Massimiliano Virgilio



In-silico boosted, pest prevention and off-season focus IPM against new and emerging fruit flies (‘OFF-Season’ FF-IPM)

FF-IPM is an H2020 EU funded project coordinated by the University of Thessaly (Volos, Greece) and comprises 21 partners. The RMCA is the technical manager of the project and Work Package leader. The FF-IPM project targets three highly polyphagous fruit fly (FF) species (Tephritidae) that cause devastating losses in the fresh fruit producing industry, the Mediterranean fruit fly (Ceratitis capitata), a serious emerging pest in northern temperate areas of Europe, the Oriental fruit fly (Bactrocera dorsalis) and the peach fruit fly (B. zonata) two major new (invasive) pests, which pose an imminent threat to European horticulture. The project aims to introduce in-silico supported prevention, detection and Integrated Pest Management (IPM) approaches for both new and emerging FF, based on spatial modelling across a wide range of spatial levels, novel decision support systems, and new knowledge regarding biological traits of the target species, fruit trading and socioeconomics. FF-IPM introduces a fundamental paradigm shift in IPM towards “OFFSeason” management of FF by targeting the overwintering generation when population undergoes significant bottlenecks, preventing, this way, population growth later in season. “ON-Season” control approaches will be generated for different spatial scales considering both existing and developed by FF-IPM tools and services. Innovative prevention tools to track FF infested fruit (e-Nose) and rapidly identify intercepted specimens (Rapid-Molecular-Pest-ID tools) in imported commodities and at processing industries will be produced. Species specific e-trapping systems for the three-target FF will be advanced and employed by novel detection strategies based on spatial modelling. Both “ON and OFF-Season” IPM approaches and detection strategies will be validated in selected locations in eight different countries. FF-IPM generated data on FF response under stress conditions, overwintering dynamics, establishment and dispersion patterns of low population densities combined with advanced spatial population modeling are expected to contribute towards understanding drivers of emerging and new pests under climate change scenarios. RMCA is mainly involved in the development of detection and identification tools (both morphological and molecular) and in population genetics research tracing the origin of potential invasions.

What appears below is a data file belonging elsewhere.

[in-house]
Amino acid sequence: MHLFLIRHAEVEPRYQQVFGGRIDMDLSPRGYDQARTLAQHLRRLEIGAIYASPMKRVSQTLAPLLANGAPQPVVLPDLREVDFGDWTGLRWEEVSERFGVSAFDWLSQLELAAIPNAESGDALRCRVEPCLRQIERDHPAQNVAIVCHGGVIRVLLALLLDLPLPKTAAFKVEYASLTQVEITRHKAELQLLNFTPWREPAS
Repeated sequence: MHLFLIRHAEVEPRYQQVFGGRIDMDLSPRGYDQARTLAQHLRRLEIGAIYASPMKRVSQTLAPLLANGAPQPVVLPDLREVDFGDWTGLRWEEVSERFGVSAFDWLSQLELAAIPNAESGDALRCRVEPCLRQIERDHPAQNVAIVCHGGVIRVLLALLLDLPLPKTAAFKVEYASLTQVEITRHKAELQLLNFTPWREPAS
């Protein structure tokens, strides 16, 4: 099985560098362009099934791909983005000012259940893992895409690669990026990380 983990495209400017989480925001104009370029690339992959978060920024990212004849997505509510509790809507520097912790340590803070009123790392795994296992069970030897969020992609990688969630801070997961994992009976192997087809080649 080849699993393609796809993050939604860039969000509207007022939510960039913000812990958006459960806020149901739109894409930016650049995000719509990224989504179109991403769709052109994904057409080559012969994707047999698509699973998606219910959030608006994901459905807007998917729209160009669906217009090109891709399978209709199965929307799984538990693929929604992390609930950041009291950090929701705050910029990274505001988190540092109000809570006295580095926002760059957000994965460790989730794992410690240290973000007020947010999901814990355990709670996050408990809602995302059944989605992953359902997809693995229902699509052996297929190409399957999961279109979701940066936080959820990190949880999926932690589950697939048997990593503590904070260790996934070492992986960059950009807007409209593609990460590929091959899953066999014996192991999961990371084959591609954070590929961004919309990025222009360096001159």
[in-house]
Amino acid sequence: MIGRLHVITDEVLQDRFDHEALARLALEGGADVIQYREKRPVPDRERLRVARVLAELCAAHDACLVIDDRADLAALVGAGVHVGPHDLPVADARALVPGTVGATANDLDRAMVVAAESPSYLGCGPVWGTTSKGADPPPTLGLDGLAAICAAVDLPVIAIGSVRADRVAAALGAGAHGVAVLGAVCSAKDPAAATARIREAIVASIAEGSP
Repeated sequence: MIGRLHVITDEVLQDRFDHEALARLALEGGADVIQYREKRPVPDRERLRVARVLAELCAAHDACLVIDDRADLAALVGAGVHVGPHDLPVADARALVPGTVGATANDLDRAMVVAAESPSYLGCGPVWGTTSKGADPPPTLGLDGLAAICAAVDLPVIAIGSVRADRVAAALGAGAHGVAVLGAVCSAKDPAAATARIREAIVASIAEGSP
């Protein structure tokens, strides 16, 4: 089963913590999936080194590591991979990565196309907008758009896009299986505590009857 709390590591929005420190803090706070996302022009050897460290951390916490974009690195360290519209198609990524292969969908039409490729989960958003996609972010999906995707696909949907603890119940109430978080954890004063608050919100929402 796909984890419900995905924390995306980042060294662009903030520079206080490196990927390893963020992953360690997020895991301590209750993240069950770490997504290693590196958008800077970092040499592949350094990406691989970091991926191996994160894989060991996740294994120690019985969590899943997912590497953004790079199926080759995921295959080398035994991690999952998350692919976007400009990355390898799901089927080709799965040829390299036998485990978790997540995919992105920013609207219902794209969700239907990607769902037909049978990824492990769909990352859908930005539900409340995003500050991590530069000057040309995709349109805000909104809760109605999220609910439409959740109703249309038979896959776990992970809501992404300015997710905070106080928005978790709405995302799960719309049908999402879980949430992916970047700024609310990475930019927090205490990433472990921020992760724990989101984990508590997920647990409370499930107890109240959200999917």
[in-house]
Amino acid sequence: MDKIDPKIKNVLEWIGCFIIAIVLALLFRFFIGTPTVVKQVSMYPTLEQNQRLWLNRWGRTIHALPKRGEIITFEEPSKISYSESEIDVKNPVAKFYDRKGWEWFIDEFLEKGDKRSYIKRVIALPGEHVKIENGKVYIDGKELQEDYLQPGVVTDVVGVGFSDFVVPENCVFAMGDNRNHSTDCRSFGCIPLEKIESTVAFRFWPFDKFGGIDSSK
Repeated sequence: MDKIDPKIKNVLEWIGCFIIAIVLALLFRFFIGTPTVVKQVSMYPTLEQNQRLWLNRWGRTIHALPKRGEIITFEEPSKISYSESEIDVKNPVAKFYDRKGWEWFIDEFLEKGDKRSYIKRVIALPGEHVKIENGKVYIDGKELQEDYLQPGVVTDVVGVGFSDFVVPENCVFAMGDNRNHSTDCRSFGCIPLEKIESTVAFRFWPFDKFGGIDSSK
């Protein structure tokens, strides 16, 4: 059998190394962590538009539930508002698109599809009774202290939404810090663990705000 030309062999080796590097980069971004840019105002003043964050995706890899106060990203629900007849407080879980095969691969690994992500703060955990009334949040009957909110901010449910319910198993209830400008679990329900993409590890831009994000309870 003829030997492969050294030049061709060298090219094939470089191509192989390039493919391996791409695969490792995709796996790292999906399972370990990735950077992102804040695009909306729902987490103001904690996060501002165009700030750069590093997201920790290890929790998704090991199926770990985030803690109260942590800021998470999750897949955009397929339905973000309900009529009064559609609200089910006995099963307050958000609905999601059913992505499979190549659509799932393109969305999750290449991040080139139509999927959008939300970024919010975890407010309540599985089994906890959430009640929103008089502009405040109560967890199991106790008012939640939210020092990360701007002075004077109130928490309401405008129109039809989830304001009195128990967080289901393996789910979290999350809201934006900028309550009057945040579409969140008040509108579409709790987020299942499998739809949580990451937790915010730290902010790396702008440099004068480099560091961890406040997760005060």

• Marc De Meyer
  • Datum:

    2019 2024

    Externe partners:

    University of Thesally, Greece
    Benaki Phytopathological Institute, Greece
    Agricultural Research Organisation of Israel, Israel
    inSilico-IPM, Poland
    PCA Technologies, Italy
    Sveuciliste U Splitu, Croatia
    Universitat Jaume I de Castellon, Spain
    E-Nema, Gesellschaf für Biotechnologie und biologischen Pflanzenschutz, Germany
    CIRAD, La Reunion France
    Osterreichische Agentur für Gesundheit und Ernahrungssicherheit, Austria
    Instituto Universitario de Lisboa, Portugal
    Universita degli Studi del Molise, Italy
    ANECOOP, Spain
    R&DO Ltd, Cyprus
    Corvus, Poland
    Stellenbosch University, South Africa
    Citrus Research International, South Africa
    Commonwealth Scientific and Industrial Research Organisation, Australia
    China Agricultural University, China
    University of California, USA